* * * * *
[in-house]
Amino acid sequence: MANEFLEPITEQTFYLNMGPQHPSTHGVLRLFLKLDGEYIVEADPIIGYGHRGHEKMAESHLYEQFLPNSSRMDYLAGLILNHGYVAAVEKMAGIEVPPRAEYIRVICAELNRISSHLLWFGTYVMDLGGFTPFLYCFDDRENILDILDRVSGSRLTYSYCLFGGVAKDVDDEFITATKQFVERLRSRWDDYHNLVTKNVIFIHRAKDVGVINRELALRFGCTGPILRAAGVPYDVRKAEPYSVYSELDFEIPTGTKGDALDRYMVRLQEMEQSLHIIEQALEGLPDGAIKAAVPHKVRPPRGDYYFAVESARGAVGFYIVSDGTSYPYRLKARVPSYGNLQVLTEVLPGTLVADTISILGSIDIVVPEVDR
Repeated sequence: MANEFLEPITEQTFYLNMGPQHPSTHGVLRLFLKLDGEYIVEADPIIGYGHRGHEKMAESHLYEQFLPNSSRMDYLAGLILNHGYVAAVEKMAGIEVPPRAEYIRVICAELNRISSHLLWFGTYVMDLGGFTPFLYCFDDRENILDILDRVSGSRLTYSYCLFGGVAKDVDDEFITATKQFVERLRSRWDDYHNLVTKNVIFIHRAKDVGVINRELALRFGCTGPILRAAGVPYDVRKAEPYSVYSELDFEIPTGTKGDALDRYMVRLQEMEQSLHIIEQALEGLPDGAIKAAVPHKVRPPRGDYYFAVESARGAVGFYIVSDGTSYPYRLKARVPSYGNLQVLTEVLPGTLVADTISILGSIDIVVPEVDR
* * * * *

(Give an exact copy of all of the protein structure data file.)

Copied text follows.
[in-house]
Amino acid sequence: MANEFLEPITEQTFYLNMGPQHPSTHGVLRLFLKLDGEYIVEADPIIGYGHRGHEKMAESHLYEQFLPNSSRMDYLAGLILNHGYVAAVEKMAGIEVPPRAEYIRVICAELNRISSHLLWFGTYVMDLGGFTPFLYCFDDRENILDILDRVSGSRLTYSYCLFGGVAKDVDDEFITATKQFVERLRSRWDDYHNLVTKNVIFIHRAKDVGVINRELALRFGCTGPILRAAGVPYDVRKAEPYSVYSELDFEIPTGTKGDALDRYMVRLQEMEQSLHIIEQALEGLPDGAIKAAVPHKVRPPRGDYYFAVESARGAVGFYIVSDGTSYPYRLKARVPSYGNLQVLTEVLPGTLVADTISILGSIDIVVPEVDR
Repeated sequence: MANEFLEPITEQTFYLNMGPQHPSTHGVLRLFLKLDGEYIVEADPIIGYGHRGHEKMAESHLYEQFLPNSSRMDYLAGLILNHGYVAAVEKMAGIEVPPRAEYIRVICAELNRISSHLLWFGTYVMDLGGFTPFLYCFDDRENILDILDRVSGSRLTYSYCLFGGVAKDVDDEFITATKQFVERLRSRWDDYHNLVTKNVIFIHRAKDVGVINRELALRFGCTGPILRAAGVPYDVRKAEPYSVYSELDFEIPTGTKGDALDRYMVRLQEMEQSLHIIEQALEGLPDGAIKAAVPHKVRPPRGDYYFAVESARGAVGFYIVSDGTSYPYRLKARVPSYGNLQVLTEVLPGTLVADTISILGSIDIVVPEVDR